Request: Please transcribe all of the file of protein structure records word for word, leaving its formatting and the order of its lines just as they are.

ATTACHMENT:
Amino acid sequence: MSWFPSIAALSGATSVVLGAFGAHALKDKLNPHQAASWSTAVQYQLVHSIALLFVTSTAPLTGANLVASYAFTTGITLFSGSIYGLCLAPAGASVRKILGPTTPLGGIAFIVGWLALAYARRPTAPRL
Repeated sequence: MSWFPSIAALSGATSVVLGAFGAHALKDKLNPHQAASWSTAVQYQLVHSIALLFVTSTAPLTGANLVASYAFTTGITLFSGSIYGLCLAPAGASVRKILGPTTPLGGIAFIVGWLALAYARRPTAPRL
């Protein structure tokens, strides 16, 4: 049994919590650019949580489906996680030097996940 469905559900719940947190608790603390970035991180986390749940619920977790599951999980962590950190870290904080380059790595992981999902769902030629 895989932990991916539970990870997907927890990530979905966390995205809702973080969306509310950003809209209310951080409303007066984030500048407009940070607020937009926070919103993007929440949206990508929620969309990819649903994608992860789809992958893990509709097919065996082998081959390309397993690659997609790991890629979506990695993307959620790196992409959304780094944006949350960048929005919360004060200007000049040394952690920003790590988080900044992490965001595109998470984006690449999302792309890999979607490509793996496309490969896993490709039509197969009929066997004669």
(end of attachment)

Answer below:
Amino acid sequence: MSWFPSIAALSGATSVVLGAFGAHALKDKLNPHQAASWSTAVQYQLVHSIALLFVTSTAPLTGANLVASYAFTTGITLFSGSIYGLCLAPAGASVRKILGPTTPLGGIAFIVGWLALAYARRPTAPRL
Repeated sequence: MSWFPSIAALSGATSVVLGAFGAHALKDKLNPHQAASWSTAVQYQLVHSIALLFVTSTAPLTGANLVASYAFTTGITLFSGSIYGLCLAPAGASVRKILGPTTPLGGIAFIVGWLALAYARRPTAPRL
């Protein structure tokens, strides 16, 4: 049994919590650019949580489906996680030097996940 469905559900719940947190608790603390970035991180986390749940619920977790599951999980962590950190870290904080380059790595992981999902769902030629 895989932990991916539970990870997907927890990530979905966390995205809702973080969306509310950003809209209310951080409303007066984030500048407009940070607020937009926070919103993007929440949206990508929620969309990819649903994608992860789809992958893990509709097919065996082998081959390309397993690659997609790991890629979506990695993307959620790196992409959304780094944006949350960048929005919360004060200007000049040394952690920003790590988080900044992490965001595109998470984006690449999302792309890999979607490509793996496309490969896993490709039509197969009929066997004669």